Rainey, Christina L; Conder, Paige A; Goodpaster, John V

2011-03-23

257

Dissolved oxygen as an indicator of bioavailable dissolved organic carbon in groundwater.  

PubMed

Concentrations of dissolved oxygen (DO) plotted vs. dissolved organic carbon (DOC) in groundwater samples taken from a coastal plain aquifer of South Carolina (SC) showed a statistically significant hyperbolic relationship. In contrast, DO-DOC plots of groundwater samples taken from the eastern San Joaquin Valley of California (CA) showed a random scatter. It was hypothesized that differences in the bioavailability of naturally occurring DOC might contribute to these observations. This hypothesis was examined by comparing nine different biochemical indicators of DOC bioavailability in groundwater sampled from these two systems. Concentrations of DOC, total hydrolysable neutral sugars (THNS), total hydrolysable amino acids (THAA), mole% glycine of THAA, initial bacterial cell counts, bacterial growth rates, and carbon dioxide production/consumption were greater in SC samples relative to CA samples. In contrast, the mole% glucose of THNS and the aromaticity (SUVA(254)) of DOC was greater in CA samples. Each of these indicator parameters were observed to change with depth in the SC system in a manner consistent with active biodegradation. These results are uniformly consistent with the hypothesis that the bioavailability of DOC is greater in SC relative to CA groundwater samples. This, in turn, suggests that the presence/absence of a hyperbolic DO-DOC relationship may be a qualitative indicator of relative DOC bioavailability in groundwater systems. PMID:21707614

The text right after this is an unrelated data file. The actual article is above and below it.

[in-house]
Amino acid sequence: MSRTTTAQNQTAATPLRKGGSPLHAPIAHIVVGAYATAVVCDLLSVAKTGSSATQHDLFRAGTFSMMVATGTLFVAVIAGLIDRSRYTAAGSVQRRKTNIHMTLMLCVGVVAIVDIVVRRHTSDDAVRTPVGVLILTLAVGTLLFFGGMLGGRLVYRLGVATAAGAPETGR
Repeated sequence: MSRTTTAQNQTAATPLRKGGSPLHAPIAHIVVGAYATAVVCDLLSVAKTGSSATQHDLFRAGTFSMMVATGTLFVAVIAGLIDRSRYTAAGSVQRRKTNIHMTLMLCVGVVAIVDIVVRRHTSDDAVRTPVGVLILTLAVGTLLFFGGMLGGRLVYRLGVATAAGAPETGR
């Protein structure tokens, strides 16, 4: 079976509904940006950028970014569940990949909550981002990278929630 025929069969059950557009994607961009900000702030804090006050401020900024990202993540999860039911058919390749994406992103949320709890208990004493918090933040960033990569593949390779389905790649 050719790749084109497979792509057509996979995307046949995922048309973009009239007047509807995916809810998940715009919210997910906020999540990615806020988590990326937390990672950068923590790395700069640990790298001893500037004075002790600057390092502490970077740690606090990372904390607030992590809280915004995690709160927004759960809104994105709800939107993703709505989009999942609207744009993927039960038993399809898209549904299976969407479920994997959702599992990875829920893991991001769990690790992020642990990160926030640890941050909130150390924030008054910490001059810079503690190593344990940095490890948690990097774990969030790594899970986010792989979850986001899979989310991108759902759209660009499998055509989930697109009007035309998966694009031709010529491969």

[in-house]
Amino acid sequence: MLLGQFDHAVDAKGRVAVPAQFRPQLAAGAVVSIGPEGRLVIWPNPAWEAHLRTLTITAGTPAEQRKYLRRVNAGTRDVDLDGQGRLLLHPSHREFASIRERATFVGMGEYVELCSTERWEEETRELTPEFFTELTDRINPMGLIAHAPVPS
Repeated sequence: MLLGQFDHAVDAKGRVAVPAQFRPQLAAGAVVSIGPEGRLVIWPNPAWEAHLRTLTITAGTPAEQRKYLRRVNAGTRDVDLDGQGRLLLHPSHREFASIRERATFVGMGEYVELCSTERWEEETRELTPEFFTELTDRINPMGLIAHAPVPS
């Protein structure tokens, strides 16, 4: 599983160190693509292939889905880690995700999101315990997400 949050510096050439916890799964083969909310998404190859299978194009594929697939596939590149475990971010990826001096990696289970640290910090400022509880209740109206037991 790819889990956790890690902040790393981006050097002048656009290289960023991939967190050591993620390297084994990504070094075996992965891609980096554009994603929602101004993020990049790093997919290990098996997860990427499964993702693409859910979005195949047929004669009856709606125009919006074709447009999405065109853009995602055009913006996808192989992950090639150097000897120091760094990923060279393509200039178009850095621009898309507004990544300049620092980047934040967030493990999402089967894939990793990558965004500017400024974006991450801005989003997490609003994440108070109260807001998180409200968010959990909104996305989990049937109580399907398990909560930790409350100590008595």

Chapelle, Francis H; Bradley, Paul M; McMahon, Peter B; Kaiser, Karl; Benner, Ron

2012-01-01

258

Dissolved oxygen as an indicator of bioavailable dissolved organic carbon in groundwater  

USGS Publications Warehouse

Concentrations of dissolved oxygen (DO) plotted vs. dissolved organic carbon (DOC) in groundwater samples taken from a coastal plain aquifer of South Carolina (SC) showed a statistically significant hyperbolic relationship. In contrast, DO-DOC plots of groundwater samples taken from the eastern San Joaquin Valley of California (CA) showed a random scatter. It was hypothesized that differences in the bioavailability of naturally occurring DOC might contribute to these observations. This hypothesis was examined by comparing nine different biochemical indicators of DOC bioavailability in groundwater sampled from these two systems. Concentrations of DOC, total hydrolysable neutral sugars (THNS), total hydrolysable amino acids (THAA), mole% glycine of THAA, initial bacterial cell counts, bacterial growth rates, and carbon dioxide production/consumption were greater in SC samples relative to CA samples. In contrast, the mole% glucose of THNS and the aromaticity (SUVA254) of DOC was greater in CA samples. Each of these indicator parameters were observed to change with depth in the SC system in a manner consistent with active biodegradation. These results are uniformly consistent with the hypothesis that the bioavailability of DOC is greater in SC relative to CA groundwater samples. This, in turn, suggests that the presence/absence of a hyperbolic DO-DOC relationship may be a qualitative indicator of relative DOC bioavailability in groundwater systems.